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Clin Gastroenterol Hepatol. 2010 May;8(5):433-8. doi: 10.1016/j.cgh.2009.09.032. Epub 2009 Oct 14.

Some patients with irritable bowel syndrome may have exocrine pancreatic insufficiency.

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Department of Gastroenterology, Royal Hallamshire Hospital, Sheffield, United Kingdom.



Patients with irritable bowel syndrome (IBS) might have other underlying pathologies. Pancreatic disease can be elusive-especially in the early stages, and some symptoms overlap with those of IBS. We evaluated the prevalence of exocrine pancreatic insufficiency in diarrhea-predominant IBS (D-IBS) and assessed the effects of pancreatic enzyme supplementation.


The study included patients who met the Rome II criteria for D-IBS, patients with chronic diarrhea, and subjects without diarrhea (controls). Subjects' baseline weight, stool frequency, stool consistency (using the Bristol score), and fecal elastase-1 (Fel-1) levels were determined. Patients were assessed using British Society of Gastroenterology IBS guidelines. Patients with Fel-1 levels less than 100 microg/g stool (indicating pancreatic exocrine insufficiency; group 1) were compared with age- and sex-matched patients with D-IBS and normal levels of Fel-1 (group 2), given pancreatic enzyme therapy, and reassessed at 12 weeks.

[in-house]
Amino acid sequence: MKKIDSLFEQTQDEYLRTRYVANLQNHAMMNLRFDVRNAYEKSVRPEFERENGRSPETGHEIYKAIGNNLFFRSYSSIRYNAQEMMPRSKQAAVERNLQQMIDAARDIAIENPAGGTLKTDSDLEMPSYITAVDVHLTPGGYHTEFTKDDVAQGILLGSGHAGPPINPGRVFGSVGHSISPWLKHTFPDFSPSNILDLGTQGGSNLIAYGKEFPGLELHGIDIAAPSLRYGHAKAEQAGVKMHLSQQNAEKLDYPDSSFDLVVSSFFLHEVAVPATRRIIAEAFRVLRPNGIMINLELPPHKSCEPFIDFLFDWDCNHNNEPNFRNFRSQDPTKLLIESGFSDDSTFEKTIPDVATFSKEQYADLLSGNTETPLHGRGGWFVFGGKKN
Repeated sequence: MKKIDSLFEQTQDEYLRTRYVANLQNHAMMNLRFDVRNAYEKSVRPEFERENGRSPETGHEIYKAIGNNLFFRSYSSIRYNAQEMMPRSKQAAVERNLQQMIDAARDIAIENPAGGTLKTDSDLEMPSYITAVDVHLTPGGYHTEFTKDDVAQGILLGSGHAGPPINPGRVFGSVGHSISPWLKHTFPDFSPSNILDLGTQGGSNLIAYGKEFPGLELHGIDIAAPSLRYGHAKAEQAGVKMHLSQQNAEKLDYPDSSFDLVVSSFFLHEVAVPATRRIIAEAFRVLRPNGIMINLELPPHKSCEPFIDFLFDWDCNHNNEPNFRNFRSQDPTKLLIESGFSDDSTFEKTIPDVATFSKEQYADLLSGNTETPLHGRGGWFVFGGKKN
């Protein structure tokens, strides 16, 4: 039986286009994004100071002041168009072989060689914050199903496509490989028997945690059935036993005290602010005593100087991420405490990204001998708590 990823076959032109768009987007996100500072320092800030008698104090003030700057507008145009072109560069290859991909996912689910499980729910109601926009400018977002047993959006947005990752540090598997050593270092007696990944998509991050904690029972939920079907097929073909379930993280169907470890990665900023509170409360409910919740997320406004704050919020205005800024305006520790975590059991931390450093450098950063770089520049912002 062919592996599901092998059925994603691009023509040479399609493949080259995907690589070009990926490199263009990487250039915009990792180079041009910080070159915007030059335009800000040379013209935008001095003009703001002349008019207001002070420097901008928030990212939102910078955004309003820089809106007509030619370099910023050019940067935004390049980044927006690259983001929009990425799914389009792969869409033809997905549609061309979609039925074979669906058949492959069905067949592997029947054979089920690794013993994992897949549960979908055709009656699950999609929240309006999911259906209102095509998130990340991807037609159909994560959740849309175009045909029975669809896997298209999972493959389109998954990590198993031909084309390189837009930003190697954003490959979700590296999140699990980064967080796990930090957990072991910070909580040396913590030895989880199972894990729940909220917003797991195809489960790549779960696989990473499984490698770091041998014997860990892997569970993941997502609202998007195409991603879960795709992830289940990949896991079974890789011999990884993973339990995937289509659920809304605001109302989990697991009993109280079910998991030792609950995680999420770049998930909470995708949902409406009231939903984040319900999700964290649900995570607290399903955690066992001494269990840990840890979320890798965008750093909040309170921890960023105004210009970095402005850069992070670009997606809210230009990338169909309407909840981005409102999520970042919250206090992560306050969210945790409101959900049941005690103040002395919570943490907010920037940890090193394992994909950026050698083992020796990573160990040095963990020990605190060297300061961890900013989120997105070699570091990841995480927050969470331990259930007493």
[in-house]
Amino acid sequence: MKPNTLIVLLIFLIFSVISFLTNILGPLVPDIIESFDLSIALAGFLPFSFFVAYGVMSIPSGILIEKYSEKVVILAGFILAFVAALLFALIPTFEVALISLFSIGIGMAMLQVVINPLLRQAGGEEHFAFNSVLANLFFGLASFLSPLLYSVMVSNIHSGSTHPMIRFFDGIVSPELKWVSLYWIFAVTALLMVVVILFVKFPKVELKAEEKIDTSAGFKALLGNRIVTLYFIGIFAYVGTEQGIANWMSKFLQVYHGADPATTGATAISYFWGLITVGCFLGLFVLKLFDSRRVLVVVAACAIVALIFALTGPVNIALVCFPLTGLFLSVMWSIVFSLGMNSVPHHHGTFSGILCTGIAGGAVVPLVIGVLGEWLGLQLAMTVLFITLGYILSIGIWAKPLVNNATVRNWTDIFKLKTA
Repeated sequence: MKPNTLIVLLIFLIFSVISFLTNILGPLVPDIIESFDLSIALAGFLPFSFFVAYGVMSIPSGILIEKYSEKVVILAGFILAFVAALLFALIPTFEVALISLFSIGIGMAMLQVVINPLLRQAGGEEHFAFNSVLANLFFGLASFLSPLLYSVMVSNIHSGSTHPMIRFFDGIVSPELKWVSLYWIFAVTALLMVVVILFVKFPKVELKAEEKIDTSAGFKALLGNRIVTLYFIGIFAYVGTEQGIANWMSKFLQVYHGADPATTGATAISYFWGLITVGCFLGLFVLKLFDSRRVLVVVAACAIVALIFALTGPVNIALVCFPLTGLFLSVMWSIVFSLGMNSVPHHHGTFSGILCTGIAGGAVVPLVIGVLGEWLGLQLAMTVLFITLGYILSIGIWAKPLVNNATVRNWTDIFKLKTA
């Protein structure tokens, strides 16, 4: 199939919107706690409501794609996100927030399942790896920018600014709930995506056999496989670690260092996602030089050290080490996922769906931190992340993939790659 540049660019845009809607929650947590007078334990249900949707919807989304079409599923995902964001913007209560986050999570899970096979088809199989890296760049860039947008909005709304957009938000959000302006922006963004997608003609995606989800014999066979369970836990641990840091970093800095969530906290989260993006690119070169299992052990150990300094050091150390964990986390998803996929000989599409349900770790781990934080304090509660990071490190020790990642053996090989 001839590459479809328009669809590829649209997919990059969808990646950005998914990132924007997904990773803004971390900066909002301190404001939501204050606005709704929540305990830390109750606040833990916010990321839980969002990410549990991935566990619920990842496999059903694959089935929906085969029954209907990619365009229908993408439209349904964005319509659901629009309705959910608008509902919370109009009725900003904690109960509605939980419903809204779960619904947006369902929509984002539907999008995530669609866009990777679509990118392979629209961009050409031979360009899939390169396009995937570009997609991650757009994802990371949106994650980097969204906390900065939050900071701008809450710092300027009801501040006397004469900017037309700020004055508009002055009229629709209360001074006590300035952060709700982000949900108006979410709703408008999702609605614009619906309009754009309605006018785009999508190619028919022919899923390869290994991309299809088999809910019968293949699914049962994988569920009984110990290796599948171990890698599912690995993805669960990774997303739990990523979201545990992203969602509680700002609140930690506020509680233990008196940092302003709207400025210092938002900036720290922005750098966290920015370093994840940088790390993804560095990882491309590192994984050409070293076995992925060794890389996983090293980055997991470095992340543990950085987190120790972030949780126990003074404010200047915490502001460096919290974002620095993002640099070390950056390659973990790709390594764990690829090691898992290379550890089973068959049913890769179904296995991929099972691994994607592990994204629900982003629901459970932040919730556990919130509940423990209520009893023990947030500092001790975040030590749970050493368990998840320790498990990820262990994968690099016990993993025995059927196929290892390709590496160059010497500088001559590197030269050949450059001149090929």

Fel-1 levels were less than 100 microg/g in stool from 19 of 314 patients with D-IBS (6.1%; 95% confidence interval [CI], 3.7%-9.3%), none of the 105 patients with chronic diarrhea (95% CI, 0.0%-3.5%), and none of 95 controls (95% CI, 0.0-3.8%) (P < .001). After enzyme supplementation, improvements in stool frequency (P < .001), stool consistency (P < .001), and abdominal pain (P = .003) were observed in patients in group 1, but not in group 2.


Pancreatic exocrine insufficiency was detected in 6.1% of patients who fulfilled the Rome II criteria for D-IBS. In these patients, pancreatic enzyme therapy might reduce diarrhea and abdominal pain. Pancreatic exocrine insufficiency should be considered in patients with D-IBS.

[Indexed for MEDLINE]

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